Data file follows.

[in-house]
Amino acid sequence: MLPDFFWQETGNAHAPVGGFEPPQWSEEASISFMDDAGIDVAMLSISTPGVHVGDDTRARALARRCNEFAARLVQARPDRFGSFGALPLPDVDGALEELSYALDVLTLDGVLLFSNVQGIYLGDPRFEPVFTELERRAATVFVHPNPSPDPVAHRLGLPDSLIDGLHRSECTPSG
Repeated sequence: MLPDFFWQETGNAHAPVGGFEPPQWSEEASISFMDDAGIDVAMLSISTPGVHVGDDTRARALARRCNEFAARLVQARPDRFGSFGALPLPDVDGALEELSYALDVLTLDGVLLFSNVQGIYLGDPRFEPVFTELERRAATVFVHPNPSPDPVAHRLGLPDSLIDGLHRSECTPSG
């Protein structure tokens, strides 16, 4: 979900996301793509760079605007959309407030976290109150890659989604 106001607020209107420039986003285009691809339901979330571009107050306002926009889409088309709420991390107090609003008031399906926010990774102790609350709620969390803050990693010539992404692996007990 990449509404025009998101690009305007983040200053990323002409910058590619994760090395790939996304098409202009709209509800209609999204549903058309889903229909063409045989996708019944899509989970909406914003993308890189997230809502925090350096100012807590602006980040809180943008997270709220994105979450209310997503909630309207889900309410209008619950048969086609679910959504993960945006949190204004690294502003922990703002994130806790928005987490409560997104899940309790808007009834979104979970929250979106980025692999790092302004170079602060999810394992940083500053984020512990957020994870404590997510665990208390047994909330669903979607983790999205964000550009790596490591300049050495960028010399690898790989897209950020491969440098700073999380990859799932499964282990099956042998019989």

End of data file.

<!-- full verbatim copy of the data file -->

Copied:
[in-house]
Amino acid sequence: MLPDFFWQETGNAHAPVGGFEPPQWSEEASISFMDDAGIDVAMLSISTPGVHVGDDTRARALARRCNEFAARLVQARPDRFGSFGALPLPDVDGALEELSYALDVLTLDGVLLFSNVQGIYLGDPRFEPVFTELERRAATVFVHPNPSPDPVAHRLGLPDSLIDGLHRSECTPSG
Repeated sequence: MLPDFFWQETGNAHAPVGGFEPPQWSEEASISFMDDAGIDVAMLSISTPGVHVGDDTRARALARRCNEFAARLVQARPDRFGSFGALPLPDVDGALEELSYALDVLTLDGVLLFSNVQGIYLGDPRFEPVFTELERRAATVFVHPNPSPDPVAHRLGLPDSLIDGLHRSECTPSG
């Protein structure tokens, strides 16, 4: 979900996301793509760079605007959309407030976290109150890659989604 106001607020209107420039986003285009691809339901979330571009107050306002926009889409088309709420991390107090609003008031399906926010990774102790609350709620969390803050990693010539992404692996007990 990449509404025009998101690009305007983040200053990323002409910058590619994760090395790939996304098409202009709209509800209609999204549903058309889903229909063409045989996708019944899509989970909406914003993308890189997230809502925090350096100012807590602006980040809180943008997270709220994105979450209310997503909630309207889900309410209008619950048969086609679910959504993960945006949190204004690294502003922990703002994130806790928005987490409560997104899940309790808007009834979104979970929250979106980025692999790092302004170079602060999810394992940083500053984020512990957020994870404590997510665990208390047994909330669903979607983790999205964000550009790596490591300049050495960028010399690898790989897209950020491969440098700073999380990859799932499964282990099956042998019989």